I am what I am – Convergence Behaviors on Online Discussion About the Safety of COVID-19 Vaccines

Bui, Tung
Lam, Quang Loc
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Using data from an online discussion on the risk of getting blood clot from Johnson & Johnson vaccine moderated by the New York Times Facebook page, we investigated the presence of eleven convergence behaviors, and the interaction between them. While recent research focuses on misinformation or fake news as the object of analysis, we argue in this exploratory research that it is equally important to analyze who and, whenever possible, why people engage in information exchange given a particular crisis, hence their convergence behaviors. Mapping the types of postings to their authors would be an additional step to design, develop, implement, and possibly, regulate online discussions for a more effective and just civic engagement. As we witness a mass manipulation of public opinion, our findings suggest that the number of netizens that seek to correct misinformation is growing. If the society goal is to swiftly rebut as many conspiracy theories as possible, we advocate for a dual social media control strategy: restrain as much as possible the misinformation spreaders/manipulators and encourage correctors to help propagate countervailing facts.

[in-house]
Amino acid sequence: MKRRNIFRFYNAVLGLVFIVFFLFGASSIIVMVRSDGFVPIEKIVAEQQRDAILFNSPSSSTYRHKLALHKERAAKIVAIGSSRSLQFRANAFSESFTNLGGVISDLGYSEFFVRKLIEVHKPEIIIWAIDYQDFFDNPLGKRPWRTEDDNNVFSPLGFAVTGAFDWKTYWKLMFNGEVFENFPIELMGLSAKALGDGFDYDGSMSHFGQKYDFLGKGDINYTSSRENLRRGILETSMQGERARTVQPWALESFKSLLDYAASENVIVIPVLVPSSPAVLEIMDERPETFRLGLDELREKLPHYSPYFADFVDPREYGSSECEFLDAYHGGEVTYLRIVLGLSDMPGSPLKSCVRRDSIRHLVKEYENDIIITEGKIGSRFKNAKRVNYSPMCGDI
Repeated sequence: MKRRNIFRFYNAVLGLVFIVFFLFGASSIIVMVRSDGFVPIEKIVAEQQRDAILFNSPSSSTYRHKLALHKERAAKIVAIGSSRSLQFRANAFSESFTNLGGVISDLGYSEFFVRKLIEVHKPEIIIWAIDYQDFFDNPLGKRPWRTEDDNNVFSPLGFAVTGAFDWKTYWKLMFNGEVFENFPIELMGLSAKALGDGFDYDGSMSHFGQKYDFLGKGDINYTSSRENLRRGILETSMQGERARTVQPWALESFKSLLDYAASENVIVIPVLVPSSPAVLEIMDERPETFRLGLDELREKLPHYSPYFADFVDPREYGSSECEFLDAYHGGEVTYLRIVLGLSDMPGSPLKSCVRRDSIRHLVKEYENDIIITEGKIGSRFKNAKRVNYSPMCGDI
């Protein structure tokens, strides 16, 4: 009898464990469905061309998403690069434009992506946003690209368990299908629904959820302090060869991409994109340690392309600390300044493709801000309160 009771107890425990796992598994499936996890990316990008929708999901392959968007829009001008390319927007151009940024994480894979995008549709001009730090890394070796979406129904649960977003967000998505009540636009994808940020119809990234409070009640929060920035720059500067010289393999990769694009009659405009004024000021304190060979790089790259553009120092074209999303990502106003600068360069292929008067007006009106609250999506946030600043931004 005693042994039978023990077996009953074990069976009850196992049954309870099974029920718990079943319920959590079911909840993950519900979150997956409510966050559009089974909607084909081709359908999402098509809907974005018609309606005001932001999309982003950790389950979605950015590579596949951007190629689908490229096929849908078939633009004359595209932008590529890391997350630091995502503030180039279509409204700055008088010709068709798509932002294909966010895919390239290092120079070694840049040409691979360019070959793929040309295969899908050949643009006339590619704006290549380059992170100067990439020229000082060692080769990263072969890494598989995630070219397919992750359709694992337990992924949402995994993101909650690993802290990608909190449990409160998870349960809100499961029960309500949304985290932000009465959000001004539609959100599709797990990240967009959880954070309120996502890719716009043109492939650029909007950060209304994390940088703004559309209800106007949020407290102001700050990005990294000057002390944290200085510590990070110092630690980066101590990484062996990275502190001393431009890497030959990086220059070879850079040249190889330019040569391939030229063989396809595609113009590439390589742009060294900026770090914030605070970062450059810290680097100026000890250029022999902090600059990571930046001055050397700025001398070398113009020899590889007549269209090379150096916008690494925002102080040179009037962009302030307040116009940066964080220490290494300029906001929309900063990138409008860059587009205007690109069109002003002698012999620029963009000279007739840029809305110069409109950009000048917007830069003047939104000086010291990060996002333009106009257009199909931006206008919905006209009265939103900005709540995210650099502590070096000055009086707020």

Disaster Information, Resilience, for Emergency and Crisis Technologies, convergence behaviors, crisis communication, social media
10 pages
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Proceedings of the 55th Hawaii International Conference on System Sciences
Attribution-NonCommercial-NoDerivatives 4.0 International
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